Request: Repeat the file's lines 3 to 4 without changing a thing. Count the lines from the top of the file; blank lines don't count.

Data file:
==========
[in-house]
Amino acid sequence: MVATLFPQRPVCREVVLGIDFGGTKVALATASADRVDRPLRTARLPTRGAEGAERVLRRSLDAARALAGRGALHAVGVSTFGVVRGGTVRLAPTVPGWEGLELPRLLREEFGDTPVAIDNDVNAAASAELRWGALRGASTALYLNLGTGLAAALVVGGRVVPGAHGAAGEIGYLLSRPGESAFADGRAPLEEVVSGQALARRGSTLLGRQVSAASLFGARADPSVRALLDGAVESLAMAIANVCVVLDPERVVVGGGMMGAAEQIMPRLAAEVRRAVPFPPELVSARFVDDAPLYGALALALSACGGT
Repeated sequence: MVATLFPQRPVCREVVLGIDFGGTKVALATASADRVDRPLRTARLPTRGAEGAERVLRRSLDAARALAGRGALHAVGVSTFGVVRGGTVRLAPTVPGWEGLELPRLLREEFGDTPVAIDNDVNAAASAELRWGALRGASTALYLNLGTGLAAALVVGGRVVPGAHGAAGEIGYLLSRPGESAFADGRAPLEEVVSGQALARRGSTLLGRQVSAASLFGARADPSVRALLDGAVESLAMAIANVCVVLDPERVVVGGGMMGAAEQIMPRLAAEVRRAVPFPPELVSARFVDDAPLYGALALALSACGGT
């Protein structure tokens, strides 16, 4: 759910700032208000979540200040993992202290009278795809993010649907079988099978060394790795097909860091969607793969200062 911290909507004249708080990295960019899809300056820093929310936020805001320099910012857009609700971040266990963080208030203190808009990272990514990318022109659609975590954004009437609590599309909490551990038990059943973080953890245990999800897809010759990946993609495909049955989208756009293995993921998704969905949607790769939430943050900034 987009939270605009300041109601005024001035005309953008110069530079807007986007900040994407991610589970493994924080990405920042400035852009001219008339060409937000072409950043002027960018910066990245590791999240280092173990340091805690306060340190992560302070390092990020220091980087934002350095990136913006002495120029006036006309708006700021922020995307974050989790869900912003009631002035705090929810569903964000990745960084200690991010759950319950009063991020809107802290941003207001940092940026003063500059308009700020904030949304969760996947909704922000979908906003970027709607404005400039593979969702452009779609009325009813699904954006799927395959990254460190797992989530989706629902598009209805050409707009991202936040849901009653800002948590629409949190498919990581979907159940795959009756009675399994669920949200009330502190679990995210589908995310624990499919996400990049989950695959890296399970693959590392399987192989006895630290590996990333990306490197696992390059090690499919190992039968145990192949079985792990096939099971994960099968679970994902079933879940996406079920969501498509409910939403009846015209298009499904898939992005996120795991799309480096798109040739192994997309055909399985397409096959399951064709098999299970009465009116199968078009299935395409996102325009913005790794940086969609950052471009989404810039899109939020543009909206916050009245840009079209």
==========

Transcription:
Repeated sequence: MVATLFPQRPVCREVVLGIDFGGTKVALATASADRVDRPLRTARLPTRGAEGAERVLRRSLDAARALAGRGALHAVGVSTFGVVRGGTVRLAPTVPGWEGLELPRLLREEFGDTPVAIDNDVNAAASAELRWGALRGASTALYLNLGTGLAAALVVGGRVVPGAHGAAGEIGYLLSRPGESAFADGRAPLEEVVSGQALARRGSTLLGRQVSAASLFGARADPSVRALLDGAVESLAMAIANVCVVLDPERVVVGGGMMGAAEQIMPRLAAEVRRAVPFPPELVSARFVDDAPLYGALALALSACGGT
């Protein structure tokens, strides 16, 4: 759910700032208000979540200040993992202290009278795809993010649907079988099978060394790795097909860091969607793969200062 911290909507004249708080990295960019899809300056820093929310936020805001320099910012857009609700971040266990963080208030203190808009990272990514990318022109659609975590954004009437609590599309909490551990038990059943973080953890245990999800897809010759990946993609495909049955989208756009293995993921998704969905949607790769939430943050900034 987009939270605009300041109601005024001035005309953008110069530079807007986007900040994407991610589970493994924080990405920042400035852009001219008339060409937000072409950043002027960018910066990245590791999240280092173990340091805690306060340190992560302070390092990020220091980087934002350095990136913006002495120029006036006309708006700021922020995307974050989790869900912003009631002035705090929810569903964000990745960084200690991010759950319950009063991020809107802290941003207001940092940026003063500059308009700020904030949304969760996947909704922000979908906003970027709607404005400039593979969702452009779609009325009813699904954006799927395959990254460190797992989530989706629902598009209805050409707009991202936040849901009653800002948590629409949190498919990581979907159940795959009756009675399994669920949200009330502190679990995210589908995310624990499919996400990049989950695959890296399970693959590392399987192989006895630290590996990333990306490197696992390059090690499919190992039968145990192949079985792990096939099971994960099968679970994902079933879940996406079920969501498509409910939403009846015209298009499904898939992005996120795991799309480096798109040739192994997309055909399985397409096959399951064709098999299970009465009116199968078009299935395409996102325009913005790794940086969609950052471009989404810039899109939020543009909206916050009245840009079209």